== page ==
A Marketing and Advertising Agency
We had a very exciting discussion with a CEO of a traditional but yet innovative marketing and advertising agency. He was troubled by a recurring pattern that was emerging with a number of his former clients. Time and again, they were taking their marketing jobs in-house, bringing in staff rather than hiring the CEO’s agency. To make matters worse, the former clients would then call the CEO and tell him how they could help his marketing team do their jobs better.
The challenges facing this CEO are not unique. Far too many CMOs have very short life spans these days. In fact, a March 2017 Wall Street Journal article states that “the average tenure for chief marketing officers working for the county’s biggest brands has fallen for the second year in a row,” from 44 months to 42 months.
Could this CEO come up with better solutions other than the traditional path of having firms hire him for their marketing services?
As we guided him through our exploration exercises and helped him rethink the problem, possible solutions started bubbling up—new ways of working that could be offered to a wide array of companies to support their marketing teams, not replace them.
Some of the ideas that emerged:
- What if the CEO’s marketing people teamed up with the former client’s in-house team and become their collaborators, not their competitors?
- What if his agency set up a think tank, both in person and online, to add creative value to his marketing team on an on-demand basis?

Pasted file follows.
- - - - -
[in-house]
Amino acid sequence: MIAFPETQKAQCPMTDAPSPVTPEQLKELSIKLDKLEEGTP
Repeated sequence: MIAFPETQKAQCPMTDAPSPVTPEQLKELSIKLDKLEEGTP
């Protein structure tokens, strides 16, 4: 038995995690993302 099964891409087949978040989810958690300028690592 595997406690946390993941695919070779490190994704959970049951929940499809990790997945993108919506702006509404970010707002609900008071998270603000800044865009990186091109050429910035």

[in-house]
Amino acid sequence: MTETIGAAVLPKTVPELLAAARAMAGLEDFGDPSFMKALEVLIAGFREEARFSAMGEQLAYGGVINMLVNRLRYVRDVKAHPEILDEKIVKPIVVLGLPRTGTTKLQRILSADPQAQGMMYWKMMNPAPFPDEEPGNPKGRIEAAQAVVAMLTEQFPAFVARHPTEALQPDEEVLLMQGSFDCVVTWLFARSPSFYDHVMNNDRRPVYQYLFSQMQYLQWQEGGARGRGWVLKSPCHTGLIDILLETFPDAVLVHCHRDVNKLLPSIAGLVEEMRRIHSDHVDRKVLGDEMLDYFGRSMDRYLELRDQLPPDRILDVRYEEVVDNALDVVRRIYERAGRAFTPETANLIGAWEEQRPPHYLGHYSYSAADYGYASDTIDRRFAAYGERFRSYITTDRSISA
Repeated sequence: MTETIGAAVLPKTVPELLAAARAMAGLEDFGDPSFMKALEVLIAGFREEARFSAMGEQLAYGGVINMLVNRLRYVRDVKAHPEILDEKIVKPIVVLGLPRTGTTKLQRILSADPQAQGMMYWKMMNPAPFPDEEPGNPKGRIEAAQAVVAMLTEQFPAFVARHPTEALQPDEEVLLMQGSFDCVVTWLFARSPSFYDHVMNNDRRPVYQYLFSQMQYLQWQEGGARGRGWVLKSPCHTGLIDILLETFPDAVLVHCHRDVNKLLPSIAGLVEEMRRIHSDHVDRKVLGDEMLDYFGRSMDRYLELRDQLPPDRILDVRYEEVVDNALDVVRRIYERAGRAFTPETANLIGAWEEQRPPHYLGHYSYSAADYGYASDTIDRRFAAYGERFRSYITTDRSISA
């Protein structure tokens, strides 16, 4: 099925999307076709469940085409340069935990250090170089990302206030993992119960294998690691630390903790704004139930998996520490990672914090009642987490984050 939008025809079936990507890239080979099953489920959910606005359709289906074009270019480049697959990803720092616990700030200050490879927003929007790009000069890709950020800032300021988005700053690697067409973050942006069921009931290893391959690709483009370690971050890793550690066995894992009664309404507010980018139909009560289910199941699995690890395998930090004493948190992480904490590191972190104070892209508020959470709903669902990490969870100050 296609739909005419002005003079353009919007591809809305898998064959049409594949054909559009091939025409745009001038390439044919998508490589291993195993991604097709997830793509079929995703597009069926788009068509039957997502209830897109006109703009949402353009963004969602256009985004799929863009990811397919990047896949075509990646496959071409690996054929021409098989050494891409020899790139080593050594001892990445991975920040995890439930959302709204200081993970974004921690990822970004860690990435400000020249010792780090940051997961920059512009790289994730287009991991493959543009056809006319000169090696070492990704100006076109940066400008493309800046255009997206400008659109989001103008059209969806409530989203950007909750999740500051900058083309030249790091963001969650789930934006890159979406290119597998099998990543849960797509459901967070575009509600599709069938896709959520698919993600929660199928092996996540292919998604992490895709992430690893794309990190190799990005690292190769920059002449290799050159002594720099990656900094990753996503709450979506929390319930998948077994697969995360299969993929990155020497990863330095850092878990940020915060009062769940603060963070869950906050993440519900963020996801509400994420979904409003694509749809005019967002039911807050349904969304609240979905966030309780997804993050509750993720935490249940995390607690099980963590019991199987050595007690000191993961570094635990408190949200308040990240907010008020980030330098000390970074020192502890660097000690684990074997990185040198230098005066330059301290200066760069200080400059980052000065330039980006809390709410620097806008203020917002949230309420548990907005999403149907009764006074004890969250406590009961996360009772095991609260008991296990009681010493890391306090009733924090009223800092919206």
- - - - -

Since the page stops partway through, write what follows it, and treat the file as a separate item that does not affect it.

- What if they became a Google for marketers—a trusted advisor that could find answers and test models for building businesses, while not replacing in-house marketing teams?
The ideas kept coming as we dug deeper with him into the “real problem,” which turned out to be not replacing one set of marketing people with another set, but working with them. If they thought of themselves as collaborators, not competitors or substitutes, what great things might happen? And if his agency designed it right, who else could use this model innovatively? That CEO went home with his mind swirling with big possibilities that could, indeed, open new market space.
A Company That Restores Property
The CEO of a successful property restoration company told a very touching story during the workshop. He had come to the realization that he really had two clients: one was insurance companies that were his major referral source; the other was the end user, the home or property owner, who needed to restore their damaged home or facility.
While he thought he knew what each one needed, he really didn’t understand the pain felt by someone who had a fire or flood…until he lost his own home in a fire.
What emerged from his personal tragedy was the realization that his business was far less functional that he had thought. His own experience made him understand that his heart had been broken. While he and his family were safe, his broken heart needed help in ways he hadn't expected .
The conversation then turned into a discussion about how to mend his customers’ broken hearts. His company needed to better understand its role in his clients’ lives. For this CEO, he now knew what it felt like to use his own services. He thus had to rethink and redesign the process so he could help others get over the emotional devastation, at the same time that he was rebuilding their homes.
The way forward for this CEO was not immediately clear but one thing was certain: he would no longer be competing just like another property restoration company.
Are you facing a stall point? Maybe it’s a great opportunity.
Are you being hammered by challenges while trying to grow your business in these fast-changing times?
You might want to pause, step back and think about the real problems you need to solve. Each time you get asked if your company “does" something, don’t say “no we don’t.” Think about “how you can.” As John Seely Brown said, “The way forward is all around you.” Whether you can see it is really up to you.